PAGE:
in water, but at that moment everyone else on the boat burst into a tumultuous roar of exaltation. I couldn’t see anything and continued with the stealth-like approach on my prey while everyone else, including my competition, cried victory. The knot of the three-metre leader had been pulled through the top eye of my rod and, in accordance with IGFA rules, this is a legal catch or tip and release. It was a somewhat hollow victory feeling for me, though, as I had not personally witnessed this death knell and therefore, in my mind, in my own battle against this beast, I could not realise true satisfaction in victory! However, we had to cut the trace off as close to the hook as possible, so Captain Jose continued to stalk the prey in stealth mode until eventually I was able to lunge forward while reeling that damn leader almost onto the reel. The elation, jubilation and relief then was overwhelming, but when Carlos took hold of that leader and SKI-BOAT March/April 2017 • 19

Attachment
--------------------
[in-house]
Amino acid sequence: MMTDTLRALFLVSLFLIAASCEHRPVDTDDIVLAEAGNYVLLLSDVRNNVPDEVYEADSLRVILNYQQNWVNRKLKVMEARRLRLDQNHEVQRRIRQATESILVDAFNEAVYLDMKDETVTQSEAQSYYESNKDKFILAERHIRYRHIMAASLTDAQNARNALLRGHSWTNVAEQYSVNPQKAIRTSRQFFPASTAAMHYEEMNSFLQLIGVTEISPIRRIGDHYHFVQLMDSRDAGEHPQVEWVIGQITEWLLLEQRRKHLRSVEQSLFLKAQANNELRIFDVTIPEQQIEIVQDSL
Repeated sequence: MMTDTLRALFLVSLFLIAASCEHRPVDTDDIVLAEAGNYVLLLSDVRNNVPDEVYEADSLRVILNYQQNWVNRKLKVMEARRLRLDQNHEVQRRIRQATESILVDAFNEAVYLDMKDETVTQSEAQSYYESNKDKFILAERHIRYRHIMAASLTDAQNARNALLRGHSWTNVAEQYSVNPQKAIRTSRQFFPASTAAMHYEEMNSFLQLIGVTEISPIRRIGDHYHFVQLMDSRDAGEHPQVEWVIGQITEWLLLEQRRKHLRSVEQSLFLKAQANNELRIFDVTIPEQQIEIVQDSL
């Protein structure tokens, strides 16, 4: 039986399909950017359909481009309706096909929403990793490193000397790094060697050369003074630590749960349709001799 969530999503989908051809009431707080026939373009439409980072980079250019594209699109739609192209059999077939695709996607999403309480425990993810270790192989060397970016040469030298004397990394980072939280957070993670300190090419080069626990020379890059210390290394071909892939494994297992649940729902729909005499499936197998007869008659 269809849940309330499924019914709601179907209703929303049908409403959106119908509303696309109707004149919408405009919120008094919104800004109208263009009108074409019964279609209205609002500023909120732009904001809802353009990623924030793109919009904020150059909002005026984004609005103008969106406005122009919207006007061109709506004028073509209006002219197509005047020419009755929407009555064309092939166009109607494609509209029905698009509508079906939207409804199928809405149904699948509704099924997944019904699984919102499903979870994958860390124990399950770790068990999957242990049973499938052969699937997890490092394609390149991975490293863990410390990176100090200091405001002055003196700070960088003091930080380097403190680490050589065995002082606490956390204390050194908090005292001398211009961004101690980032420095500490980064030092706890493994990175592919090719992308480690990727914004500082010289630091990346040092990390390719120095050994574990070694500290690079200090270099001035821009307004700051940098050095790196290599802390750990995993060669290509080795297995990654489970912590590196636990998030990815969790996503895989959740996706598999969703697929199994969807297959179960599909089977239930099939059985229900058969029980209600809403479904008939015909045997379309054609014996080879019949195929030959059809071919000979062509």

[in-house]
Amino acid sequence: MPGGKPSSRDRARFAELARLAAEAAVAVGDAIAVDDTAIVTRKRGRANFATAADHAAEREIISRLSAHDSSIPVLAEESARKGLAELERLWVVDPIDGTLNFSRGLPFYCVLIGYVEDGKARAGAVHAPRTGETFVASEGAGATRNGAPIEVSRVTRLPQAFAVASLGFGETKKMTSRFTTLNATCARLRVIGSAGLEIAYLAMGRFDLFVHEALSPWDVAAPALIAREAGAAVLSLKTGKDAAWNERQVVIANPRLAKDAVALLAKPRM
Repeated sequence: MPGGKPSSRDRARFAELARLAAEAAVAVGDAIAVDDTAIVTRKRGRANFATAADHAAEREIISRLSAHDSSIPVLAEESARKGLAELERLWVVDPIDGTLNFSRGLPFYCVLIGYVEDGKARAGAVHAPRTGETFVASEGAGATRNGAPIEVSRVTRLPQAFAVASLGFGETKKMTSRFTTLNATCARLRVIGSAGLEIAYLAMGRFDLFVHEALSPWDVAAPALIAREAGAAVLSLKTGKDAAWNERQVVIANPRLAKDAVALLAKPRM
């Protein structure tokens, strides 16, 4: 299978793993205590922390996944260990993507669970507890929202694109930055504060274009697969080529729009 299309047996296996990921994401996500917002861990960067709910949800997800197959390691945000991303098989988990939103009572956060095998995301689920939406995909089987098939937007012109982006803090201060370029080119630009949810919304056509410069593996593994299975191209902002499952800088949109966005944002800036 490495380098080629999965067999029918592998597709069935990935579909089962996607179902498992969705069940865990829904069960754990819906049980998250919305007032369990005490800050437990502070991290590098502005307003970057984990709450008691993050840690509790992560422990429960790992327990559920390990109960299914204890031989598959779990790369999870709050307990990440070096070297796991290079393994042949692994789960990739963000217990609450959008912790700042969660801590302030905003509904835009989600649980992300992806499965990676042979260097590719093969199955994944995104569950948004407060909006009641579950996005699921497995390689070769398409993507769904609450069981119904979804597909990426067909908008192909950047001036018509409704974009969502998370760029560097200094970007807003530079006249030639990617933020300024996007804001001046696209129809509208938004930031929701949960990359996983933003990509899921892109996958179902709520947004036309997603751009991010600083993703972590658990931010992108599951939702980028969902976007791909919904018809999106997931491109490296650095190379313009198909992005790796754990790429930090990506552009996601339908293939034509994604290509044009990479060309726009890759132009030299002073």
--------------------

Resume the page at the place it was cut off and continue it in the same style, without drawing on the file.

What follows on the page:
Everyone was excited about the achievement, be they friend or foe. applied unfettered strain on the line and the fish, it absolutely exploded into the air right next to the boat. At that moment the true size of the beast became apparent and everyone just went ballistic. It was a huge feat to pull off, and without such a professional captain and crew on such a magnificent sportfisher like Sweet Bite, and without the teamwork that went on, I doubt whether

20 • SKI-BOAT March/April 2017